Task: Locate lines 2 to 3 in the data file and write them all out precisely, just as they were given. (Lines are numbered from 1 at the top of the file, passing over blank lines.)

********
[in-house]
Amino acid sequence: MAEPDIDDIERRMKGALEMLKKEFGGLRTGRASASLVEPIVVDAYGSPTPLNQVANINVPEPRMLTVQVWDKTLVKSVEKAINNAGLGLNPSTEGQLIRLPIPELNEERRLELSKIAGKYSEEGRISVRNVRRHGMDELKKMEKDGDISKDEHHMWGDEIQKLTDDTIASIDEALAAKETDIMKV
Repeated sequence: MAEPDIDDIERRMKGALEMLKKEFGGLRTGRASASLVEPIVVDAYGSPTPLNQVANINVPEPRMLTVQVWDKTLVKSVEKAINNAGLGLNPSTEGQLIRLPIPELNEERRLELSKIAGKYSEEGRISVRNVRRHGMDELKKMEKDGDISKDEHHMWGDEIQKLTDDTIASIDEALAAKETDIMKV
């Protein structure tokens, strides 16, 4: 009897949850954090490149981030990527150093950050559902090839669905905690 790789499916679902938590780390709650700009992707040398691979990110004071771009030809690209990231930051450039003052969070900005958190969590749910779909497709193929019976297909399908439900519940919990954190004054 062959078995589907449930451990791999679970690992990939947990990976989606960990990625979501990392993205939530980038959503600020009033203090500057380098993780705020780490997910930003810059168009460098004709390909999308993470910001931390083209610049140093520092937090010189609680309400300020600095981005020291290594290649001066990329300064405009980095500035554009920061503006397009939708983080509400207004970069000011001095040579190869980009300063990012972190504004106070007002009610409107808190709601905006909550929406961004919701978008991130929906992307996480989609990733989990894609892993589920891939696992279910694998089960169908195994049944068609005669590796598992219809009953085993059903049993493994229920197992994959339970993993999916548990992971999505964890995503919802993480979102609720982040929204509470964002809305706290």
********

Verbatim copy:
Amino acid sequence: MAEPDIDDIERRMKGALEMLKKEFGGLRTGRASASLVEPIVVDAYGSPTPLNQVANINVPEPRMLTVQVWDKTLVKSVEKAINNAGLGLNPSTEGQLIRLPIPELNEERRLELSKIAGKYSEEGRISVRNVRRHGMDELKKMEKDGDISKDEHHMWGDEIQKLTDDTIASIDEALAAKETDIMKV
Repeated sequence: MAEPDIDDIERRMKGALEMLKKEFGGLRTGRASASLVEPIVVDAYGSPTPLNQVANINVPEPRMLTVQVWDKTLVKSVEKAINNAGLGLNPSTEGQLIRLPIPELNEERRLELSKIAGKYSEEGRISVRNVRRHGMDELKKMEKDGDISKDEHHMWGDEIQKLTDDTIASIDEALAAKETDIMKV